How to avoid common medication errors

How to avoid common medication errors

A majority of American adults are on at least one medication, and according to the Centers for Disease Control, nearly one-third of adults take five or more medications.

It's therefore unsurprising that medication errors are common. So common, in fact, that the CDC estimates medication errors are responsible for 700,000 emergency department visits every year. The National Coordinating Council for Medication Error Reporting and Prevention defines a medication error as “any preventable event that may cause or lead to inappropriate medication use or patient harm while the medication is in the control of the healthcare professional, patient or consumer.”

Common medication errors include:

  • Taking over-the-counter medicine with the same ingredients as a prescription medication, potentially exceeding recommended dose of a particular ingredient, such as acetaminophen.
  • Taking more than one prescription medication or over-the-counter medication that have different names but contain the same ingredients.
  • Chewing non-chewable medication or cutting up pills that should be consumed whole.
  • Missing a dose or doubling a dose.
  • Measuring dosage with the wrong spoon. For example, using a tablespoon to measure liquid medications rather than a teaspoon. 
  • Mistaking eye drops for ear drops and vice versa. 
  • Taking a medication with ingredients you are allergic to.

Tips to avoid common medication mistakes

Many medication errors occur as a result of poor communication between patients and their healthcare providers. Additionally, many medications have similar names or abbreviations and may even appear similar to another medication. Keep yourself safe from a medication error with these tips:

Review medications with your doctor. Be sure your healthcare provider and/or pharmacist is aware of all medications you currently take, including over-the-counter medications. Some providers actually recommend that patients bring in all of their actual medications rather than just a list. That way there's no doubt about which medications the patient takes.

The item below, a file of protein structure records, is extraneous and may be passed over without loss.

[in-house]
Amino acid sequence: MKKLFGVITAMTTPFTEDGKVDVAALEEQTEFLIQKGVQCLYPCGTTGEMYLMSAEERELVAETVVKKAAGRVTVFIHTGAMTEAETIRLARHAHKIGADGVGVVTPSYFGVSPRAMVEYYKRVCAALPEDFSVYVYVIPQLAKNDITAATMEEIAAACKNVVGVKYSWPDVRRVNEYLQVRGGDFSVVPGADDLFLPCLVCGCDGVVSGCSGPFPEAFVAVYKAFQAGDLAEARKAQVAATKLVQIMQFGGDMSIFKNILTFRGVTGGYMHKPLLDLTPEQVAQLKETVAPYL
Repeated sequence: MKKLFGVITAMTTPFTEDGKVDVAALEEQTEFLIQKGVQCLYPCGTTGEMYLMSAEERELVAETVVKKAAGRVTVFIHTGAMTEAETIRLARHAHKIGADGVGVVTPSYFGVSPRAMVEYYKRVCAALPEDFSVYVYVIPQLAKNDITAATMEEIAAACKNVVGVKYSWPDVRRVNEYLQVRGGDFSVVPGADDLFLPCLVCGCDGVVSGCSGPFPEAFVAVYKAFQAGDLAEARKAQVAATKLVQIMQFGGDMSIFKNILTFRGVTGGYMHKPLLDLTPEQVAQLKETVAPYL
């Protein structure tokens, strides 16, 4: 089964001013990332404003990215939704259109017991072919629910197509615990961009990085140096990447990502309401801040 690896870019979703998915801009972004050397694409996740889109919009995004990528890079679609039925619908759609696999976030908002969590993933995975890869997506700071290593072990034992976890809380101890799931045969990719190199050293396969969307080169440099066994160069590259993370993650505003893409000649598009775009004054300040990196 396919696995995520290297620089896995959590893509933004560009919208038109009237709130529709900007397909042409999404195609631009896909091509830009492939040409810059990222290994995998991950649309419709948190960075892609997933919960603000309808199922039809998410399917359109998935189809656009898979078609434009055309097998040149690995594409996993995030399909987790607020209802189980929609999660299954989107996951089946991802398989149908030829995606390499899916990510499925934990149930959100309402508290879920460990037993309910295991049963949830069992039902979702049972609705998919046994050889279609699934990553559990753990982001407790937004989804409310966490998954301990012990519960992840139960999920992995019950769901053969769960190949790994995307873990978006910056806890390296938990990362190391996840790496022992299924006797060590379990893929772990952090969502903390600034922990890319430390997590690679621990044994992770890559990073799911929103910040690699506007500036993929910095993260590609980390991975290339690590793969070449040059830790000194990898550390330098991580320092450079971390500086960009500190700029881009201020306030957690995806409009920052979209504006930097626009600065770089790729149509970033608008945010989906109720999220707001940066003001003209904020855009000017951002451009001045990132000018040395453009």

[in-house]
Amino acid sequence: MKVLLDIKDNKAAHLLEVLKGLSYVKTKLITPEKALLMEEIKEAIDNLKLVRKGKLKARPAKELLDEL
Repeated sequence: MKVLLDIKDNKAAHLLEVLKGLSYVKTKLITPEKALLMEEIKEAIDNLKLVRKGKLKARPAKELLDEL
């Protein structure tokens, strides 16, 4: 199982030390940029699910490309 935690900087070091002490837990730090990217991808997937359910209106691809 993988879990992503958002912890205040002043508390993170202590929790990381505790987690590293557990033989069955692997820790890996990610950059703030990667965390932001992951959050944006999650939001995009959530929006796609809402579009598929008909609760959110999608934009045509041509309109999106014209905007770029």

Share your complete health history. If you are allergic to any medications or have experienced problems in the past from other medications, your healthcare provider needs to know. Additionally, let your doctor know of any chronic or serious healthcare problems or if you are pregnant or trying to become pregnant.

Ask questions. If you’re taking a new medication, be sure to ask your healthcare provider or pharmacist how to take the medication and if there are potential side effects.

Keep medications up-to-date. Maintain a current list of all prescriptions, over-the-counter medications and supplements.

Use a pillbox. Medication organizers like a pillbox or pill dispenser can help you manage dosages and prevent accidentally doubling up on a medication.

Keep original containers. Always store medications in their original containers and save information sheets that come with your medications.

Use the same pharmacy. Your pharmacy will keep a record of all of your medications, helping to prevent a potentially dangerous drug interaction.

Never take someone else’s prescription medications. Never give your prescription medications to another person or take someone else’s medicines.

Report any problems to MedWatch. The FDA reviews medication error reports through MedWatch, the agency’s safety information and adverse event reporting program. Reporting is easy and can save others from harm.

Any time you change healthcare providers or start a new medication, reconcile all your medications with your doctor. This process compares new medications to past and existing medications to avoid common medication errors such as duplications, dosing errors or drug interactions.

Never hesitate to ask questions or tell your healthcare provider if you think you might be experiencing a problem with your medications. If you have any questions about the medications you take, contact your primary care provider

Browse By Topic...


Happening on Twitter

Happening on Facebook